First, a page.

BUDAPEST - Tamás Lukács chairs the Hungarian parliaments committee for human rights. His committee is also responsible for religious matters, and as its lead figure there were times when he could feel a little godlike himself.
Especially since Lukács, as a member of the Christian Democratic Peoples Party (KDNP), is one of those deciding Hungarys fate: and that now includes the fate of its religions.
The KDNP is the minority partner of Prime Minister Viktor Orbáns conservative Fidesz (Hungarian Civic Union) party. Since the Spring of 2010, Fidesz and the KDNP have enjoyed a powerful two-thirds majority in Hungarys unicameral parliament, the National Assembly. Theyve used that influence to impose its will across all areas of society the media, jobs market, the judiciary, even the independence of the National Bank.
And another vital part of Hungarian life is also affected: religion. Hundreds of religious groupings now risk losing the right to legally be considered a Church. Being recognized as a Church is not a right but a grace, a favor, Lukács explained. And whoever has not been granted that favor now has the status of association, with all the legal and financial consequences.
Those consequences are being felt first-hand at a homeless shelter in Budapests 8th district. Operated by a group called the Evangelical Brotherhood, the facility provides food and shelter to as many as 1,000 people a day even though its equipped to receive just 300. But because the Evangelical Brotherhood recently lost its official status as a Church, it may soon have to shutter the busy shelter. According to the Brotherhoods own estimates, it has lost half its income due to the withdrawal of government support.
Costly political fallout
Pastor Gabor Ivanyi has headed the Brotherhood for many years. The man with the long white bushy beard is well known in Hungary from public protests and TV appearances. And he has direct ties to Prime Minister Orbán. Ivanyi baptized the first two of Orbáns five children. In the 1990s, both men represented liberal parties in parliament. But as Orbán and his Fidesz party became more and more conservative, Ivanyi moved away from his former political friend.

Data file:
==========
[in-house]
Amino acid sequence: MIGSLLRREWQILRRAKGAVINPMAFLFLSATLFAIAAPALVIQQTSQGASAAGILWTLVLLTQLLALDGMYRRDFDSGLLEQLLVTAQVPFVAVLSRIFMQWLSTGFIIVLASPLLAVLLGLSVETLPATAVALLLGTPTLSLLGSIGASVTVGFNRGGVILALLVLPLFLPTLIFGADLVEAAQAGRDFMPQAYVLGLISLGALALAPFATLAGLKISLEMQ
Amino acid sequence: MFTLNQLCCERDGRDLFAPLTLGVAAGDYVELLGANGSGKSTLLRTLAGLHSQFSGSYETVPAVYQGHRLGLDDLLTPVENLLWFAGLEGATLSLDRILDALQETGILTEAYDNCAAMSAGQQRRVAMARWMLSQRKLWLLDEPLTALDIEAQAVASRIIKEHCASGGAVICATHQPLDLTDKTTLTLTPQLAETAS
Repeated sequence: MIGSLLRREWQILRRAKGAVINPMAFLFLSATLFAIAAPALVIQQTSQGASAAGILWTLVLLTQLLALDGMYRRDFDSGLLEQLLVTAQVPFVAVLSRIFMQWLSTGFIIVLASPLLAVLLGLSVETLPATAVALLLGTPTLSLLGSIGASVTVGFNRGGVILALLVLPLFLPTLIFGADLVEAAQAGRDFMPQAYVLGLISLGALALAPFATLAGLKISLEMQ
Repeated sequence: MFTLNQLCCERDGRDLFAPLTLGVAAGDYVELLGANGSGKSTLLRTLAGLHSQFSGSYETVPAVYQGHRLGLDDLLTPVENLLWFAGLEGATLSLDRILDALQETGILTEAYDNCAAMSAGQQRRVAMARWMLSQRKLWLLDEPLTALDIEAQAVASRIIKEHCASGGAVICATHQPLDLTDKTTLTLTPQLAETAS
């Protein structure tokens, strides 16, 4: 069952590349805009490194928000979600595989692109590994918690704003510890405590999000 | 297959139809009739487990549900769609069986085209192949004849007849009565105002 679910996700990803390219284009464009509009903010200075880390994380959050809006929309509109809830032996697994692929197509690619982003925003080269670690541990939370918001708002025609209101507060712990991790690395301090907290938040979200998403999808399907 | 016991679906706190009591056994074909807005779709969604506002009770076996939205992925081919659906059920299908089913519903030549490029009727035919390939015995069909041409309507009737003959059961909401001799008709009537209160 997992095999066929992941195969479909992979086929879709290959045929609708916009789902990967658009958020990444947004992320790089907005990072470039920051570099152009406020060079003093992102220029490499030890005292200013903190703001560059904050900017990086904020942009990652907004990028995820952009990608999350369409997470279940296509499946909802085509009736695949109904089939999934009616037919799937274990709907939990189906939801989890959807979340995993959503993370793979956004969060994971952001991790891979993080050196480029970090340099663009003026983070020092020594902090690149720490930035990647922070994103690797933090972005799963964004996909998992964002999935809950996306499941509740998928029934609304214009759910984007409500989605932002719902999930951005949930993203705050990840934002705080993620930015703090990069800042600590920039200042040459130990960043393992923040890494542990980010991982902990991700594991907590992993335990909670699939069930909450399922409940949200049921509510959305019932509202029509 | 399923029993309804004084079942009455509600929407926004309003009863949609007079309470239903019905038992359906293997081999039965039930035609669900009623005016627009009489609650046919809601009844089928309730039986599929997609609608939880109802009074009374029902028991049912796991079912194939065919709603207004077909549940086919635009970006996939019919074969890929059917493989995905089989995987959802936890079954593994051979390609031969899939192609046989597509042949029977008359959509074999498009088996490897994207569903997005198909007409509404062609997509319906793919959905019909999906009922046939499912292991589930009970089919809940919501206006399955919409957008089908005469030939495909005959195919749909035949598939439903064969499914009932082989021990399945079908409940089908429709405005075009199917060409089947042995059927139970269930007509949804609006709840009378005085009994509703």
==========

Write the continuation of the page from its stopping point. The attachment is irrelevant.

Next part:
Orbán doesnt tolerate criticism. But Im not going to hide my opinions, says the man of the cloth whose parish doesnt only care for the homeless but makes it possible for 3,000 Roma children to get an education and trains social workers at its own institution of higher learning. The parish also employs 800 people.
Its possible that Ivanyi will now have to pay an expensive price for his outspoken criticism of the government. The reason is the new law on Churches that Fidesz pushed through last summer, and which came into effect at the beginning of this year. It represents yet another cleansing action on the part of the Orbán government. Orbán sees every reason to put Churches on his very long black list because, he says, a significant number of them were only created to avoid taxes.
Only a few of Hungarys roughly 350 small Churches have been able to survive the new law. At the end of February, after a deadline extension due to outside pressure, parliament recognized just 32 Churches and religious communities, among them the two major Christian Churches, Muslims, Adventists, Pentecostals, Methodists, Anglicans, Copts, Mormons, five Buddhist communities, Hindus, and Jehovahs Witnesses. The petitions of a further 66 Church communities were refused among them, Ivanyis Brotherhood, a Methodist break-away group.
A corrupt state apparatus
Tamás Lukács has no compunctions about airing the reasons for the refusal of Ivanyis petition: Why does he think we would continue to financially support his set-up? Just because the preceding government -- that he had close ties to -- gave him public funds? Does he think thats what being a religion is all about? People have to decide if they want to be involved in religion or in politics, he told German TV channel NDR.
Even U.S. Secretary of State Hillary Clinton couldnt bring any influence to bear in Budapest. In a letter, she expressed her concern that the requirement for two-thirds approval by Parliament unnecessarily politicizes decisions surrounding a basic human right. To no avail.
The head of the Council of Europe also criticized the law, saying that some of the decisions appeared to be arbitrary and that clear, strict criteria were needed. For her part, Kinga Göncz Hungarys former Foreign Minister and a member of the European parliament, said that Fidesz was attempting to give privileges to some and to shut out others in order to build up a corrupt state apparatus.
Read the original story in German
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